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149 of 156 people found the following review helpful
5.0 out of 5 stars A Twist on Familiar Orphan Story
As a Korean person, I'm quite familiar with the orphan story tradition that exists in Korean culture and literature. When I was a kid, my parents told me they picked me up under a bridge when they wanted to chide me for some mischief, and I used to cry. It may sound strange to westerners, but the 'orphan under a bridge' is a familiar archetypal story that's been passed on...
Published on January 22, 2002 by 50cent-haircut

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16 of 21 people found the following review helpful
3.0 out of 5 stars Good, but not Newbery material
The story is fine though predictable, and the book reads smoothly (Park makes clear writing look easy and creates some lovely lines). However, everyone I've heard compliment this book is an adult. The book's predominantly narrative style, its quiet tone, and its detailed passages about ceramics might be too subtle--or slow--for many children. I recommend the book for...
Published on January 26, 2002


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149 of 156 people found the following review helpful
5.0 out of 5 stars A Twist on Familiar Orphan Story, January 22, 2002
As a Korean person, I'm quite familiar with the orphan story tradition that exists in Korean culture and literature. When I was a kid, my parents told me they picked me up under a bridge when they wanted to chide me for some mischief, and I used to cry. It may sound strange to westerners, but the 'orphan under a bridge' is a familiar archetypal story that's been passed on through generations through oral storytelling as well as narrative ones. Korea is a country that's been through countless attacks and subjugations by other countries and empires, and the possibility that a child could suffer the plight of being an 'orphan under the bridge' strikes a particular chord of fear and pity for the Koreans.
Linda Sue Park does a fabulous job of taking this traditional Korean story module as a catalyst for a well-developed tale of triumph of a boy who shouldn't have overcome the odds but did. Placing the protagonist boy in 12th century Korea was a shrewd move, as it was the era when Korean art was deemed to be in its apex, especially its pottery. As we follow Tree Ear, the hero of the book, trying to overcome many obstacles to become the master potter, we also become aware of the rich culture and tradition of an exotic land.
It's a tribute to Ms. Park that she does this without sentimentalizing and 'orientalising' the world that she depicts. (Although I question the translation of the boy's name into 'Tree Ear', a la Amy Tan) We only get a deeply moving tale, a bildungsroman of a boy who came into his own despite the odds. It's a common story structure, but it works unfailingly through Ms. Park's convincing and inspired narrative and the previously uncharted terrain of 12th century Korea. Very well done. Get this book for your kids but steal it away from them at night when they're sleeping and read it yourself.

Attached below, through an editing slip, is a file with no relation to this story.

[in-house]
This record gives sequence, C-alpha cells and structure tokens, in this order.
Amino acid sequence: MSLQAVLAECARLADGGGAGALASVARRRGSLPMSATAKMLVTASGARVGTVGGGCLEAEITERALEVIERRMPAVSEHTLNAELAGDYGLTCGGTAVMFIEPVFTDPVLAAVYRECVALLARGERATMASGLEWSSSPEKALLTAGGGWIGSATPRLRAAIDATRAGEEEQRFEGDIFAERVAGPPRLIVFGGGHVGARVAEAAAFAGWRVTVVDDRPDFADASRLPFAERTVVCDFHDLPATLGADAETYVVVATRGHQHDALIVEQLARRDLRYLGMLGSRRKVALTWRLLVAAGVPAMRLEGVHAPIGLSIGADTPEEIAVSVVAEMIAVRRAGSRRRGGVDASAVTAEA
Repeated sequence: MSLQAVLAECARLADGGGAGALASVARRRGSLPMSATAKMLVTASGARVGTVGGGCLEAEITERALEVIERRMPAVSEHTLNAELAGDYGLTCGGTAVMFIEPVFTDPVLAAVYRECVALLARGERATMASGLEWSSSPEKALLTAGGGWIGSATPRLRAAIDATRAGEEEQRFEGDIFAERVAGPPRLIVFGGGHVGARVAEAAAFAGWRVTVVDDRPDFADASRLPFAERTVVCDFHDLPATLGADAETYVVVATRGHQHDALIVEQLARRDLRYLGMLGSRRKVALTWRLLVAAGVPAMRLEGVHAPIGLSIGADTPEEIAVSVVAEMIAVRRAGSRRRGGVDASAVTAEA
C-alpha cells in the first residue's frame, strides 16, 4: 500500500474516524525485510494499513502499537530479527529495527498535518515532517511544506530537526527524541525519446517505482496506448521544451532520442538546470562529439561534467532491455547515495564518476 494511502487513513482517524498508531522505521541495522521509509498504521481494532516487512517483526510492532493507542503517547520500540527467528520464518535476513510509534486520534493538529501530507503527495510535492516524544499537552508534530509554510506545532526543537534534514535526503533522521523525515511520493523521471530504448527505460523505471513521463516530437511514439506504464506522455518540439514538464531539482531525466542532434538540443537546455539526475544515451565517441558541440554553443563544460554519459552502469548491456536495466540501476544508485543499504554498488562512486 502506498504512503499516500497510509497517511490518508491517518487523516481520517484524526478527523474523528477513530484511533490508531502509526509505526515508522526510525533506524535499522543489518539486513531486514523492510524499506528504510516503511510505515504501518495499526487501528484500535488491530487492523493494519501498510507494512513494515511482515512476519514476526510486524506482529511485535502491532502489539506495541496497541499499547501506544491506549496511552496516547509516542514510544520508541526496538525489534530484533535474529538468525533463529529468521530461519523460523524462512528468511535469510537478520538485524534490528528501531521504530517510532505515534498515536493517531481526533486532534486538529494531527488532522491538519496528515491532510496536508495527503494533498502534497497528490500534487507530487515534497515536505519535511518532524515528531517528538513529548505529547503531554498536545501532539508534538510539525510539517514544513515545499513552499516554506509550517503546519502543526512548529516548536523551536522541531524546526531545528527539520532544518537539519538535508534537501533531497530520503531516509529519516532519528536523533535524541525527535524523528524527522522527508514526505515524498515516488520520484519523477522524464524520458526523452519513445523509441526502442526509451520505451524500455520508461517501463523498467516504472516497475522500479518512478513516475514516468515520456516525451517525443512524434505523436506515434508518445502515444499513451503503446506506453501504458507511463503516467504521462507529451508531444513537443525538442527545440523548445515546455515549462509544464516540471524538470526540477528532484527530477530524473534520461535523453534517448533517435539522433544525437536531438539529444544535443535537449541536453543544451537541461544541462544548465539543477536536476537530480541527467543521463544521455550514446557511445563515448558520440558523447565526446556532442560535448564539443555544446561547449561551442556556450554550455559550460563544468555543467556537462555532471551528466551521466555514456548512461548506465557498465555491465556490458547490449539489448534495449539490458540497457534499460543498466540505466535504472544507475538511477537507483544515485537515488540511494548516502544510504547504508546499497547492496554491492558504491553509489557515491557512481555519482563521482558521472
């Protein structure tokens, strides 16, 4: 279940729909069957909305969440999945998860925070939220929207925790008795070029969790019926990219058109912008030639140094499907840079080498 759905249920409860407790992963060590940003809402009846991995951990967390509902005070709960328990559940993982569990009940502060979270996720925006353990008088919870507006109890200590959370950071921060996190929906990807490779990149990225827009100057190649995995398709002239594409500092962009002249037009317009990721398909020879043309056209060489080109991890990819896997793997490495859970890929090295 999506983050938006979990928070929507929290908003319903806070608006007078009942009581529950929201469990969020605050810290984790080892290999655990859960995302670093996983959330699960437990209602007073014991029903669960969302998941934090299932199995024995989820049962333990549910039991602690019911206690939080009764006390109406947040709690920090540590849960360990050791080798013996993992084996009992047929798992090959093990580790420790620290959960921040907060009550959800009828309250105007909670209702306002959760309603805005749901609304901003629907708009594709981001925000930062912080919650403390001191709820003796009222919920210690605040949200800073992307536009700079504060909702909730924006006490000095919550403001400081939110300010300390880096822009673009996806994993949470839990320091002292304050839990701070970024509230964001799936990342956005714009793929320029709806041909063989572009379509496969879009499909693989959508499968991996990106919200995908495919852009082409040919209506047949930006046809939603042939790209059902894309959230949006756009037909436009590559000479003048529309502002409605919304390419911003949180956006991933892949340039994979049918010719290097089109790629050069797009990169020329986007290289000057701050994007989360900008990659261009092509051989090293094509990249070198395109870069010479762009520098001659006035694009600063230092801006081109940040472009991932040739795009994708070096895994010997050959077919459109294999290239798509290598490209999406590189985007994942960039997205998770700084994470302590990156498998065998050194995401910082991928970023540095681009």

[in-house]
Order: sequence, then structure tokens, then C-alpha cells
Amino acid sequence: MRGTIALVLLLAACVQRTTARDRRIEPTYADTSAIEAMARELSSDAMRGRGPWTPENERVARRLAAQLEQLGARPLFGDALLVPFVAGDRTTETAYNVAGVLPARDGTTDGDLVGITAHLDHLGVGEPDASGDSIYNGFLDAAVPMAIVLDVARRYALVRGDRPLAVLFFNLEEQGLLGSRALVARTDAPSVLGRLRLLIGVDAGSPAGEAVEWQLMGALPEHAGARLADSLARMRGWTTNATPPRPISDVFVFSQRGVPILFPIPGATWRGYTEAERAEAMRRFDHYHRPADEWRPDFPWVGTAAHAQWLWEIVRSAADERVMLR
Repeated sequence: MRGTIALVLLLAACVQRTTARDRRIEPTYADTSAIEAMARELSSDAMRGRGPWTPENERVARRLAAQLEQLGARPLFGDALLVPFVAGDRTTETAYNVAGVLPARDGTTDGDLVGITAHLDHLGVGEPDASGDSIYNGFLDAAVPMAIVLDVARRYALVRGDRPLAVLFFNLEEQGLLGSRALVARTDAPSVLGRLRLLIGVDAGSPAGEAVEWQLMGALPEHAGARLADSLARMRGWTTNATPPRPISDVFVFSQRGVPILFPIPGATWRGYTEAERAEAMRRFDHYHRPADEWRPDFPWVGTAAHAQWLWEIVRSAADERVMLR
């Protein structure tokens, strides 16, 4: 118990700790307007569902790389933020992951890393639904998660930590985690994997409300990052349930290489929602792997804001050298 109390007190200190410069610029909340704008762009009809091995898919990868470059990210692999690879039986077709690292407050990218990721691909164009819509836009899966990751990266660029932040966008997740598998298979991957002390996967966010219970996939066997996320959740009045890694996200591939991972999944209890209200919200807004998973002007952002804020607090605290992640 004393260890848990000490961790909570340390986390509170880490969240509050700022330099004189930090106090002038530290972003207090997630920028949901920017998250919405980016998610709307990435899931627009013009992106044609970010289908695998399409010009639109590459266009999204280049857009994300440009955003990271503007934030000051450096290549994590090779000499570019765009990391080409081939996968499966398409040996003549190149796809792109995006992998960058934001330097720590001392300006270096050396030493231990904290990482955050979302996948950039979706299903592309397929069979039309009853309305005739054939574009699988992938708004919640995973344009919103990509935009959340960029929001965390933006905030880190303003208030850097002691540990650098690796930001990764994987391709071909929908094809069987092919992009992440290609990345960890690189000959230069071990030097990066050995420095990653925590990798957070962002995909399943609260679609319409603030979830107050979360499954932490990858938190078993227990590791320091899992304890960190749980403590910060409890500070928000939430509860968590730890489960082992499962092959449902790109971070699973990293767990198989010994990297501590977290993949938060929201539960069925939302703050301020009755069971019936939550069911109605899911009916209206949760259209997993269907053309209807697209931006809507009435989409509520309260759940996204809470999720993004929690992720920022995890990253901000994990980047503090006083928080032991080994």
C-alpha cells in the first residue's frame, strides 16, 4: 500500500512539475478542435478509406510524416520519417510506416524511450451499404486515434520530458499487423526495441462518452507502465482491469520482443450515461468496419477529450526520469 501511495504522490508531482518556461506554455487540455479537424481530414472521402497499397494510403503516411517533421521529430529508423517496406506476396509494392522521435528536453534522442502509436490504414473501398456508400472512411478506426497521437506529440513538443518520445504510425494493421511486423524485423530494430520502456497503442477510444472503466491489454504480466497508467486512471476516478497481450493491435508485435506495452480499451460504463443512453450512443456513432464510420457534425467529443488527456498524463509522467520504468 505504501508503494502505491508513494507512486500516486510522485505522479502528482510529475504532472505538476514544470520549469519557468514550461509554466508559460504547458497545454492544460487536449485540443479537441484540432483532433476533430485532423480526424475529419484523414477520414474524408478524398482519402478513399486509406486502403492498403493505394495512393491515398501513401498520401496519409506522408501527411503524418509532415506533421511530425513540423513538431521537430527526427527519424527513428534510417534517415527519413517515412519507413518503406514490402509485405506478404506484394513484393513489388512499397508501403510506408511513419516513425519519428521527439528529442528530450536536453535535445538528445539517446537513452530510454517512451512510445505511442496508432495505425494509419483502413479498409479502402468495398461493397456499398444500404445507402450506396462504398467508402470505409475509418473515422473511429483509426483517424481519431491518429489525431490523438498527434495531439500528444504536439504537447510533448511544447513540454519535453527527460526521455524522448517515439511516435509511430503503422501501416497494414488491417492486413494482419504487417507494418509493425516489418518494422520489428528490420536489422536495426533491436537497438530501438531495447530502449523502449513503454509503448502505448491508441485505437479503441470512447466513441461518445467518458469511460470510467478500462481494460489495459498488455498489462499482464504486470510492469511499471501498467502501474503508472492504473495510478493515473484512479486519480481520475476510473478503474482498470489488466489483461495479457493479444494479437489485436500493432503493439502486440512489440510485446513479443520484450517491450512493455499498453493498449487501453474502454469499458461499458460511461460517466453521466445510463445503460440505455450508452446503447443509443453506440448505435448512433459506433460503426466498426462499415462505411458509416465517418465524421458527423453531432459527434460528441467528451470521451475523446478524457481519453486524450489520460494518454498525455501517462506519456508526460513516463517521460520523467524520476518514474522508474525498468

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64 of 70 people found the following review helpful
5.0 out of 5 stars Another Place; Another Time, June 16, 2002
By 
Timothy Haugh (New York, NY United States) - See all my reviews
(TOP 1000 REVIEWER)    (VINE VOICE)    (REAL NAME)   
A short time ago I wrote about how I find the Booker Prize to be one of the few awards that consistently recognizes truly excellent books. The other award that I think does as well is the Newbery Medal. As always, there is varying quality even among the winners of this award but I found this book to be one of the best of the best.
First of all, I always appreciate books that take me to places I've never been. Certainly, this story of twelfth century Korea does that. Additionally, it describes various processes of pottery-making, something else with which I was not very familiar.
Most importantly, however, this is a story filled with wonderful characters. Tree-ear is an orphan who lives beneath a bridge with an old man named Crane-man. Slowly, Tree-ear works his way into the family of a master potter, Min & his wife, by doing work which the old potter now finds difficult. Ultimately, Tree-ear is sent on a long journey to the capital with a sample of Min's work to obtain a royal commission but, when the samples are destroyed along the way, he can only take a shard of the former pottery to the commissioner.
This is a beautiful story which is well worth reading--and that includes any "adults" who might be reading this. Remember, if you can't read a "children's book" and enjoy it, then your child should probably not be reading it either.
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23 of 25 people found the following review helpful
5.0 out of 5 stars Ribbons - A Single Shard, March 28, 2006
A Kid's Review
This review is from: A Single Shard (Paperback)